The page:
Coronavirus Has Sent Ecuador Spiraling Into an Emergency. This Is How Families Are Struggling to Adapt.

Location:Ecuador
Special Interests:Coronavirus
World Food Programme
April 17, 2020
Photo: WFP/Berta Tilmantaite

Anyinett Chacón is a WFP beneficiary in Guayaquil, Ecuador. Guayaquil is one of the country’s most populous cities, it’s also the city that’s been hit hardest by COVID-19.

As Ecuador enforces curfews and stay-at-home orders to combat the outbreak, families like Anyinett’s are struggling to adapt and keep food on the table.

Anyinett lives with his wife and two girls in a three-bedroom house that she shares with two other families. In total there are nine people at home.

His family lives from day to day, as they usually go out to sell various products to get some money to help them get by. However, the pandemic has forced them to stay home and take turns going to the supermarket with their neighbors.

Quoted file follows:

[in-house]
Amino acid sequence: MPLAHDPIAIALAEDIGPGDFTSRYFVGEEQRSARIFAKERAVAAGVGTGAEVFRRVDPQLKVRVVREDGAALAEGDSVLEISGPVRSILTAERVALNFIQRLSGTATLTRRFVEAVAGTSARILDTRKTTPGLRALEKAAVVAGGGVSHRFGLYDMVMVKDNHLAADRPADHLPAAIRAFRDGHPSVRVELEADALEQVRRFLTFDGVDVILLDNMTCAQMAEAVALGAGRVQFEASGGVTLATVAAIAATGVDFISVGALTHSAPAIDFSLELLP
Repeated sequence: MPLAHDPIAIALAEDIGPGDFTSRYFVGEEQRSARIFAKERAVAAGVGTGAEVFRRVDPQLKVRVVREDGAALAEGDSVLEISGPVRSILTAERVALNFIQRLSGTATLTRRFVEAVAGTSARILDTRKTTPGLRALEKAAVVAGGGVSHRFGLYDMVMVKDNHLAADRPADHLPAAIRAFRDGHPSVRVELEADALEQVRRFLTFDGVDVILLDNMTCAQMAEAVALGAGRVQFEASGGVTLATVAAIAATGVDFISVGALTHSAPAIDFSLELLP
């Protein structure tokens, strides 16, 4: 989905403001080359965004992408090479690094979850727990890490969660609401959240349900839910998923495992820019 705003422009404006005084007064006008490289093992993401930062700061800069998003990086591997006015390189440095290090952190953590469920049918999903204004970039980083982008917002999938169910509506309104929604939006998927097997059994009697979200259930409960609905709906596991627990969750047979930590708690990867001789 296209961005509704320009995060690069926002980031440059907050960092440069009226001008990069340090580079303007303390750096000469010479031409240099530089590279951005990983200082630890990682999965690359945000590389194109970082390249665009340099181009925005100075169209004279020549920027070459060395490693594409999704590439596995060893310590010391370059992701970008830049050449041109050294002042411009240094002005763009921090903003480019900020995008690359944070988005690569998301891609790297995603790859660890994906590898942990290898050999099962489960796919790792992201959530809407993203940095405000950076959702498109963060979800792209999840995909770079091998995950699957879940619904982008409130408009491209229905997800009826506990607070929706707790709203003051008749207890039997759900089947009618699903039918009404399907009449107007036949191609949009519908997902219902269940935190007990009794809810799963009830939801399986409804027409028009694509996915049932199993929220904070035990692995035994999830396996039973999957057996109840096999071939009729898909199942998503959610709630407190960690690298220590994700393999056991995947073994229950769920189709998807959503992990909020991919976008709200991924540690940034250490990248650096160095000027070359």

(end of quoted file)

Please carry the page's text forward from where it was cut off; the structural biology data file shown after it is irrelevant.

Anyinett and his family (left) live with two more families in Guayaquil. Together they follow hygiene protocols and take care of their nutrition in the midst of the COVID-19 pandemic.

WFP is doing everything it can to make sure the families they served were healthy and still had enough. So, a local WFP staff member called Anyinett up to ask if they had the food and resources they needed to stay healthy, and how they were adapting to life under COVID-19.

Ayinette’s family wash their hands several times a day.

Anyinett says that hygiene is important at home. That is why they use a single pair of shoes to go outside and leave clothes outside the house when they return from their purchases. He even sets aside a separate pair of socks to go shopping, and his family washes their hands repeatedly throughout the day using soap and then alcohol gel.

As for food, they all share it to save money, but even still, they only have enough to buy lunch and dinner.

Anyinett gives his family money for lunch and dinner. Their meals are balanced.

“We try to have a balanced diet with rice, chicken stews, meat, canned goods, tuna, sardines, eggs, flour, and cheese,” Anyinett said, “and so we are combining day by day.”

Anyinett’s family is just one of millions who could be pushed deeper into hunger by COVID-19. In fact, recent reports demonstrate that the number of severely hungry people across the globe could double by the end of 2020. Learn more about COVID-19 is affecting food security, and what WFP is doing to help.

This story was written by WFP Espanol and originally appeared on WFP Historias.